File No. 22918/7.

Chargé Lorillard to the Secretary of State.

No. 598.]

Sir: In continuation of my No. 5952 of the 25th instant, relative to the arrest and imprisonment of Antonio Silveira Nunes, jr., a minor son of a naturalized American citizen, for nonperformance of military service, I have the honor to report that on the 26th instant the minister for foreign affairs verbally informed me that orders for Nunes’s release had been cabled to Terceira on the previous Monday, as he had promised me would be done in his interview with me of the 23d instant. On the 27th the minister confirmed this information in a formal note, a copy and a translation of which are herewith [Page 834] inclosed. In view of section 2 of article 22 of the Portuguese Civil Code, a copy and a translation of which are inclosed herewith, the note expresses the hope that the apparent conflict between the American and Portuguese laws on the subject of the nationality of minor children of naturalized citizens may be settled to the satisfaction of both Governments.

In my reply, a copy of which is also inclosed, I informed the minister that I would transmit you a copy of his note for such action as you may desire to take on the question.

I have, etc.,

George Lorillard.
[Inclosure 1—Translation.]

The Minister for Foreign Affairs to Chargé Lorillard.

In continuation of the communication which my predecessor addressed to Mr. Page Bryan on December 13 last, and in reply to those which you have since sent me, I have the honor to communicate to you that on the 24th instant a telegraphic order was sent to the military commander of the Azores instructing that the drafting and enlistment of the youth Antonio Silveira Nunes, jr., be considered void. By this order, which implies the immediate release of the youth, you have the proof of the desire of His Majesty’s Government to acquiesce in the demands of the Government of the Republic.

The reasons on account of which His Majesty’s Government was unable, without a complete examination of the case, to come to a decision are based entirely on motives of a legal order.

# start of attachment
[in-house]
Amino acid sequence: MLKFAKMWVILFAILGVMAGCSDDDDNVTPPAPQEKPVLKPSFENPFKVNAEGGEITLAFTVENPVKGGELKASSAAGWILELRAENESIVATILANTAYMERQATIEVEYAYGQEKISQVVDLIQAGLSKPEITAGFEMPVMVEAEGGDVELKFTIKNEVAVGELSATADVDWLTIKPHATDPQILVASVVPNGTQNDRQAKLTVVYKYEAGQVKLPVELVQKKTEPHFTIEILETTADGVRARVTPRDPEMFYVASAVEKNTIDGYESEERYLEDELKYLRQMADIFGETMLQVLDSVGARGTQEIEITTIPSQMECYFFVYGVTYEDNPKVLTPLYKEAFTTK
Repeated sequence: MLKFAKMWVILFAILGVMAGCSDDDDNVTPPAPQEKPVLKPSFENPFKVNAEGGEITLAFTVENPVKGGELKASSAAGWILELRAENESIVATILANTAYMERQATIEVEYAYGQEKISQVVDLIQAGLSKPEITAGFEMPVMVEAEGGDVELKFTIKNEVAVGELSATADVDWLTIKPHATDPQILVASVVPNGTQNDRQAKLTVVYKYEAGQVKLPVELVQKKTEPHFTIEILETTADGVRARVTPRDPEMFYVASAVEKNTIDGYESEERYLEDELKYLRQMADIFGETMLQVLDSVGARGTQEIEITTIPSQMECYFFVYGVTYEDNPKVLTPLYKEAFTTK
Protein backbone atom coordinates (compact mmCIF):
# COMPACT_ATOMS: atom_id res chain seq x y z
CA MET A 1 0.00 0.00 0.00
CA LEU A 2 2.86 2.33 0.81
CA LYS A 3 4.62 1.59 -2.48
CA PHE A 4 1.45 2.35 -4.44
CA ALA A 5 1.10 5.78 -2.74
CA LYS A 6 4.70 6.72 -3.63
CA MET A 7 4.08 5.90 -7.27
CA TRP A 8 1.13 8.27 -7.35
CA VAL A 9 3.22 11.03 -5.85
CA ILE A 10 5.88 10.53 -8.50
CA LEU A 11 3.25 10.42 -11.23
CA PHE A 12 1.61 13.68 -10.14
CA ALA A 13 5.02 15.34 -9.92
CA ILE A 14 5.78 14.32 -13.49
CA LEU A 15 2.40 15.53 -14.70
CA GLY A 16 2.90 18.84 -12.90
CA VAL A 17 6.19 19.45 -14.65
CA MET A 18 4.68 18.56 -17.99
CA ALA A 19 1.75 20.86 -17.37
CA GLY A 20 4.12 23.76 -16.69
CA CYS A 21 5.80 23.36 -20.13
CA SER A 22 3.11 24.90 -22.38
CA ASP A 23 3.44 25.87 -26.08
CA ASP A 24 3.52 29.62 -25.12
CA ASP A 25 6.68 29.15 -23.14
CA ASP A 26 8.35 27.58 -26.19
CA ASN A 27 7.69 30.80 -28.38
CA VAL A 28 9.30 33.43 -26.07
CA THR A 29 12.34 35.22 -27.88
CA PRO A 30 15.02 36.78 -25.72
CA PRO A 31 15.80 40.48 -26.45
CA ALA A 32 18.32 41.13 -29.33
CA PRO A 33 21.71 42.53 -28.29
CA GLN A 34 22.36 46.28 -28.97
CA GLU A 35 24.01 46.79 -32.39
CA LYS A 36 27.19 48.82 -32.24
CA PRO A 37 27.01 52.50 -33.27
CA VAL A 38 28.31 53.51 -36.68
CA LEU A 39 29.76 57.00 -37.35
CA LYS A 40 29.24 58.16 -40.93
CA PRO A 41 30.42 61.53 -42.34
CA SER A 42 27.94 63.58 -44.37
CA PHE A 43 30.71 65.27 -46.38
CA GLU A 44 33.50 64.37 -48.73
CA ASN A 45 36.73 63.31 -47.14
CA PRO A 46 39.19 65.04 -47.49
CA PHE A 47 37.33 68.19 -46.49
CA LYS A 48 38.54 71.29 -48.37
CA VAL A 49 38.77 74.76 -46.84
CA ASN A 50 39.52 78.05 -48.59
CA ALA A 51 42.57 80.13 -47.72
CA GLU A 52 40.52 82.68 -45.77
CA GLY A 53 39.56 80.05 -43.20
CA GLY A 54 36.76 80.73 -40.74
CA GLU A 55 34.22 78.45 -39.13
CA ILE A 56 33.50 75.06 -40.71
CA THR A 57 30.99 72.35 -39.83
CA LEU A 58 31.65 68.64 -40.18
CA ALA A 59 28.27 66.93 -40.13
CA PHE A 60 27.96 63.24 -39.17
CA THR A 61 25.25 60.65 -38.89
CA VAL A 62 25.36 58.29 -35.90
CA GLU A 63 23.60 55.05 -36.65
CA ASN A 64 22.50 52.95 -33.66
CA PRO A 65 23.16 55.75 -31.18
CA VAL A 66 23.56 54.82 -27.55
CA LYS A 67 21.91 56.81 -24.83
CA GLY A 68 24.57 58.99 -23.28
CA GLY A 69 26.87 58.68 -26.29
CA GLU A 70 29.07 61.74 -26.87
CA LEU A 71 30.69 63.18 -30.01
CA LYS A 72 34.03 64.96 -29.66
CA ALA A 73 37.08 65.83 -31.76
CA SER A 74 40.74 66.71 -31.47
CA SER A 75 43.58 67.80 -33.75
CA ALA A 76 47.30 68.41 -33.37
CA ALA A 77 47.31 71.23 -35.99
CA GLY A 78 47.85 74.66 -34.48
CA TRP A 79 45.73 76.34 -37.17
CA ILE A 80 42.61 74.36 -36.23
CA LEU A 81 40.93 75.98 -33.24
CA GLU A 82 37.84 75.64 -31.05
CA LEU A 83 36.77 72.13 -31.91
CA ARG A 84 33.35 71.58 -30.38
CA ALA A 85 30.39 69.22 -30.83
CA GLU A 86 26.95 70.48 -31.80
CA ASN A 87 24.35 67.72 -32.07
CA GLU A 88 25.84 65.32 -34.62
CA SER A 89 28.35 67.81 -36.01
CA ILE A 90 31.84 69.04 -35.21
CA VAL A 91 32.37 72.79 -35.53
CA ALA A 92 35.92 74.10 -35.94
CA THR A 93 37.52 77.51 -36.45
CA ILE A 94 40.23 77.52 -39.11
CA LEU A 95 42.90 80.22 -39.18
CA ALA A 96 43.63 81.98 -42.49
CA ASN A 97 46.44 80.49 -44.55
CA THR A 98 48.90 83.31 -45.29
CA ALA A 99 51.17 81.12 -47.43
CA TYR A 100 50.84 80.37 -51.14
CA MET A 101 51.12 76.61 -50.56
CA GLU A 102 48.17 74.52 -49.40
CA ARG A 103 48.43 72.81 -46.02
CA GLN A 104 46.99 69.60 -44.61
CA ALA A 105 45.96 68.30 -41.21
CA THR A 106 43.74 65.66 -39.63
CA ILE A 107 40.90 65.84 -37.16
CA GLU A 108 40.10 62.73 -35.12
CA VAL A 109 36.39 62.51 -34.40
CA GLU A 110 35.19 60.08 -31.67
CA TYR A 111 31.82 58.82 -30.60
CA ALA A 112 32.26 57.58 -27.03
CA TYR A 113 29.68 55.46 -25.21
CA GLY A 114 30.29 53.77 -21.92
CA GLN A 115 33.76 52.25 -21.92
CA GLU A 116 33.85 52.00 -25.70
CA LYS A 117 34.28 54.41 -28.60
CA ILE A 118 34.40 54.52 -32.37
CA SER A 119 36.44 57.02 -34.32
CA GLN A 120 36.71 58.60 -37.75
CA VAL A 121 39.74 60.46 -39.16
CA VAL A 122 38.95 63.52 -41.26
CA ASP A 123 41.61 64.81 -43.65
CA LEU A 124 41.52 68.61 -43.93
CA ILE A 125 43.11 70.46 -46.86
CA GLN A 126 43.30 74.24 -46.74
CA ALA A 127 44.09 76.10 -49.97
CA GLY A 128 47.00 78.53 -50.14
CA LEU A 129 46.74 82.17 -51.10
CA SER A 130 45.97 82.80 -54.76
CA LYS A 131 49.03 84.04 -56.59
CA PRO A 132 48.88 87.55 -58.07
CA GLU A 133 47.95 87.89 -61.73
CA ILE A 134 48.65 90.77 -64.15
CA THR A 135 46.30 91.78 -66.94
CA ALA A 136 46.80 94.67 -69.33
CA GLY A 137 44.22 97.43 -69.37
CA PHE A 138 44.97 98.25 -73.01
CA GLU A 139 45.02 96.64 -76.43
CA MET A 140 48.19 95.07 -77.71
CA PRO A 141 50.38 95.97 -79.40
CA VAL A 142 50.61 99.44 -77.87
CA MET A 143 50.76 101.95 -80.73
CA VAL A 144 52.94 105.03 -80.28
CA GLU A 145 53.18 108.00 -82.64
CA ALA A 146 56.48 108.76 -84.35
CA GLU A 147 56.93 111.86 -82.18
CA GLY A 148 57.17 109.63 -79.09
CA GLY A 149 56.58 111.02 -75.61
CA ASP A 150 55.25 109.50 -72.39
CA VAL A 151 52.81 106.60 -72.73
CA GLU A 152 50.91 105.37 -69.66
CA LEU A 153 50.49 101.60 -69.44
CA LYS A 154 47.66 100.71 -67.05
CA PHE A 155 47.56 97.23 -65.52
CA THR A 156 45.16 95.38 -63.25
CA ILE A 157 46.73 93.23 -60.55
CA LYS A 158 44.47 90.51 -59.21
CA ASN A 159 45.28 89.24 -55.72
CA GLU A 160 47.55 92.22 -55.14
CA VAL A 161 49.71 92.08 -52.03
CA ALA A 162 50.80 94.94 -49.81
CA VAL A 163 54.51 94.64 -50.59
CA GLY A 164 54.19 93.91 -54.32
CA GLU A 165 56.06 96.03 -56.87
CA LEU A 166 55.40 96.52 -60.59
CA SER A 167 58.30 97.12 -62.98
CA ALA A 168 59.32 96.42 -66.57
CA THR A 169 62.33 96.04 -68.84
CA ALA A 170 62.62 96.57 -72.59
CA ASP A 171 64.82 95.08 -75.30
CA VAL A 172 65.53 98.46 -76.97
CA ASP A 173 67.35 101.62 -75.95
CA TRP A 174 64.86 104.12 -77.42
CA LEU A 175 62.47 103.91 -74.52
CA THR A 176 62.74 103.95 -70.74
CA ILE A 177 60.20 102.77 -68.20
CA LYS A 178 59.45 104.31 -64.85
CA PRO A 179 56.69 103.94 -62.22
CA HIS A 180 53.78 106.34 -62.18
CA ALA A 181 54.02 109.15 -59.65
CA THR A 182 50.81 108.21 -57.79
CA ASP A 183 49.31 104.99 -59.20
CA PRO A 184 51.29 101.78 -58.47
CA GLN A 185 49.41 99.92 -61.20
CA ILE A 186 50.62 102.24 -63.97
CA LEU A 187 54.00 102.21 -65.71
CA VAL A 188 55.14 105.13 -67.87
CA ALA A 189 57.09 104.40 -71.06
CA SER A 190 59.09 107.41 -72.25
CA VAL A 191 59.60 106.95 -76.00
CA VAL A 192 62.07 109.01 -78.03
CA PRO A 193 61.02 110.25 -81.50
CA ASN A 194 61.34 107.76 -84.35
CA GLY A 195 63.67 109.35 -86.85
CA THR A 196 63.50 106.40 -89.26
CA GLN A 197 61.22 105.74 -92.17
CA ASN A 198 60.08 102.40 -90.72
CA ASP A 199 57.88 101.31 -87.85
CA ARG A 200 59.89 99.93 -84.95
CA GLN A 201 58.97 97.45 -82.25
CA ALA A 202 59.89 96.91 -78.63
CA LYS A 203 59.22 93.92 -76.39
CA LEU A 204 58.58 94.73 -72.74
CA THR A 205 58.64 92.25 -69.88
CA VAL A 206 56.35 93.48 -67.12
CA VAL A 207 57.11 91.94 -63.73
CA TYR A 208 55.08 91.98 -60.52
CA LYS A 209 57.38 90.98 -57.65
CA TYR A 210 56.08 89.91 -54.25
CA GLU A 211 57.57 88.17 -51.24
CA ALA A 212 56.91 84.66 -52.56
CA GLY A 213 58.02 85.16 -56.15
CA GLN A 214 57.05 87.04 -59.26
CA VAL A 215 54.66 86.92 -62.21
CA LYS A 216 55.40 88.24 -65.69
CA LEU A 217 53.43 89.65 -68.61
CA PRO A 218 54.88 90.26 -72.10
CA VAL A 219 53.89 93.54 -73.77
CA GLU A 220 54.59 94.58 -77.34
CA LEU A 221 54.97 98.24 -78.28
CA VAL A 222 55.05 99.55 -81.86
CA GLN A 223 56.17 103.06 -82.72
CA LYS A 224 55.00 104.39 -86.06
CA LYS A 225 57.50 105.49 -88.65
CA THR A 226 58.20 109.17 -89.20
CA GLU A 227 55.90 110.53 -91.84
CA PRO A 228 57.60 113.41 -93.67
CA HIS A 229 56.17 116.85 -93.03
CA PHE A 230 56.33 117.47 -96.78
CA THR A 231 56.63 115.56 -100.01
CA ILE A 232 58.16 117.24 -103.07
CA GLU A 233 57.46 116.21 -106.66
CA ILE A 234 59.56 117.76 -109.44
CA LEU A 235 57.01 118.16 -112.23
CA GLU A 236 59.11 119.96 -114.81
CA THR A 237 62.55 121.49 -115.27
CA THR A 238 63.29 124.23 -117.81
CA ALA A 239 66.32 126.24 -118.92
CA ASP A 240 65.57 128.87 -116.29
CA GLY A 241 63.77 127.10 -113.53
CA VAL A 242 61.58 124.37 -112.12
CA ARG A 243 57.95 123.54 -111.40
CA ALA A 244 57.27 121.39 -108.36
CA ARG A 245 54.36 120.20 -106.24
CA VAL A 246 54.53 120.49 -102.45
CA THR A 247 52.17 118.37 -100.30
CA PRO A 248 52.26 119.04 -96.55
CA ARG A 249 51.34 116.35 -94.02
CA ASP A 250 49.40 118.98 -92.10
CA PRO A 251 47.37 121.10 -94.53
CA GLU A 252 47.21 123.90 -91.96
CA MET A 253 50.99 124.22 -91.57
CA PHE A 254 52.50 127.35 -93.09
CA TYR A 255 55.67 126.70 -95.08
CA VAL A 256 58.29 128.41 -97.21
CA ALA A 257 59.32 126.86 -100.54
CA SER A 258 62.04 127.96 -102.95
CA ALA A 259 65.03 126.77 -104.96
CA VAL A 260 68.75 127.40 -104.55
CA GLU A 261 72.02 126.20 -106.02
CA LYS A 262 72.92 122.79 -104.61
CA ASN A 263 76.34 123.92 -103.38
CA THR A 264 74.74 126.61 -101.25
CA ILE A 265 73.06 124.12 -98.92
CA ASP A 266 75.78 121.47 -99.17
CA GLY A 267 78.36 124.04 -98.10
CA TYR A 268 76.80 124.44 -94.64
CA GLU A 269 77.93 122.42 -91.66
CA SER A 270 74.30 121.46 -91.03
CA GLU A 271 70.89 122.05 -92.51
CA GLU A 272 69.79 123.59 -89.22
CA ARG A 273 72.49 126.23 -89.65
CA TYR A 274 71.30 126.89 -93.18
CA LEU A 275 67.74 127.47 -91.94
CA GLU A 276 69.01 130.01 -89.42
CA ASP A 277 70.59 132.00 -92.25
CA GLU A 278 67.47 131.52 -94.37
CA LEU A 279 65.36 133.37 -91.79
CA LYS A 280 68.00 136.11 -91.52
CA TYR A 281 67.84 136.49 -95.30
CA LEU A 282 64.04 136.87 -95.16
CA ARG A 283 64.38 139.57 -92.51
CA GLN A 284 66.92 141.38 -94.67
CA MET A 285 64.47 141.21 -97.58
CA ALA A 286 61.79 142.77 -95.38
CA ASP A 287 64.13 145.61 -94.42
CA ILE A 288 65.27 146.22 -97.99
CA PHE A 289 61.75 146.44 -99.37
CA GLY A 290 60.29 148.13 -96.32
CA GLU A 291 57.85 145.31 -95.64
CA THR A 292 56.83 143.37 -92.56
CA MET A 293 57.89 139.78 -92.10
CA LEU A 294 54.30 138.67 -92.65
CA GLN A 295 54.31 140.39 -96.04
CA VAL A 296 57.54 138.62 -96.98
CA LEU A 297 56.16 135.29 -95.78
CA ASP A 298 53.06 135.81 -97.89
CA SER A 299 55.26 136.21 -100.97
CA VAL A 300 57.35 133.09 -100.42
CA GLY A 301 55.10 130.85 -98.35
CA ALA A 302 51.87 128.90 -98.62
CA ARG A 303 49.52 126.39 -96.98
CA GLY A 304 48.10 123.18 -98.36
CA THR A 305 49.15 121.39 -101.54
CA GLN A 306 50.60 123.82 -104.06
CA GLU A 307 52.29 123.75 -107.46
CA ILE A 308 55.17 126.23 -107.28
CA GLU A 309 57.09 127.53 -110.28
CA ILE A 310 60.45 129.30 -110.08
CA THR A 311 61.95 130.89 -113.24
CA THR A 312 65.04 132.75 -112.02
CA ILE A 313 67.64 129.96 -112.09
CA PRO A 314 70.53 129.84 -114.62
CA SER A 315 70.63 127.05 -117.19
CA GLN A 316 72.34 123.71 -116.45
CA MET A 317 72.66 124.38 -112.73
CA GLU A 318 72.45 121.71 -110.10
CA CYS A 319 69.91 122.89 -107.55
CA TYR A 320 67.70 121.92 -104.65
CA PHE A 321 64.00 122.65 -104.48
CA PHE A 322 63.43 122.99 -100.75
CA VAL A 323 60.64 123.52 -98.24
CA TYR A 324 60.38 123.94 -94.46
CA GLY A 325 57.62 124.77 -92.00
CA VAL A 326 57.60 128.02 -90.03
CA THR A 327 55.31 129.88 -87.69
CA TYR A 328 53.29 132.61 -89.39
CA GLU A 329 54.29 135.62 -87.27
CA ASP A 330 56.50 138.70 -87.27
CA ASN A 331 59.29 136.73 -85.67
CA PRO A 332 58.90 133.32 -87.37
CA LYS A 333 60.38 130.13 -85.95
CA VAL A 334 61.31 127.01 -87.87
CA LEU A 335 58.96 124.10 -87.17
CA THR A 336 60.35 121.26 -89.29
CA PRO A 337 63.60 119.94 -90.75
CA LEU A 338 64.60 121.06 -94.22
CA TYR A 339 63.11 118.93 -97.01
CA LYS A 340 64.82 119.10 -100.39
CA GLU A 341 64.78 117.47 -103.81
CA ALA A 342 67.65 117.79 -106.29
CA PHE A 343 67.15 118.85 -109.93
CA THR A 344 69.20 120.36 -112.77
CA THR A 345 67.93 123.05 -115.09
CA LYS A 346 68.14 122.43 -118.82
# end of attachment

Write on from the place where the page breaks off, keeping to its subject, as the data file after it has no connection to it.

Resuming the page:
The Portuguese Civil Code states (par. 2 of art. 22) that the naturalization in a foreign country of a Portuguese does not imply the loss of Portuguese nationality of the minor children born before the naturalization, except when these declare, after their majority or emancipation, that they desire to follow the nationality of their father.

On the other hand, the legation of the United States of America declares that the children of naturalized American citizens, in the conditions of the youth Silveira Nunes, are American citizens.

In the naturalization convention of 1908 between Portugal and the United States of America we do not seem to find a solution of the matter, because it does not expressly refer to the children of naturalized persons.

It thus happens that a conflict of laws takes place which it is necessary to settle. The cordial sentiments between Portugal and the United States of America and the spirit of conciliation, which can not fail to influence in this negotiation, gives me the pleasant assurance that without difficulties to either Government we may reach a rapid agreement in this matter.

I avail, etc.,

A. Eduardo Villaca.
[Inclosure 2.]

Chargé Lorillard to the Minister for Foreign Affairs.

Excellency: I have the honor to acknowledge the receipt of your excellency’s note of January 27, 1910, in which I am informed that telegraphic orders were sent on the 24th instant to the military authorities in the Azores to immediately release the youth Antonio Silveira Nunes, jr., who had been in prison at Terceira for the evasion of military service.

Your excellency adds that there appears to be a conflict between the Portuguese and American laws concerning the status of the minor children of naturalized citizens, and believes that an agreement on this question may soon be reached by the two Governments.

I shall not fail to transmit to the American Government a copy of your excellency’s note for its consideration and as a base for such instructions as it may be pleased to send me on this subject. For my own part I desire to reiterate to your excellency my most sincere thanks for and appreciation of the courtesy and consideration shown me by your excellency in this affair.

I avail, etc.,

George Lorillard.
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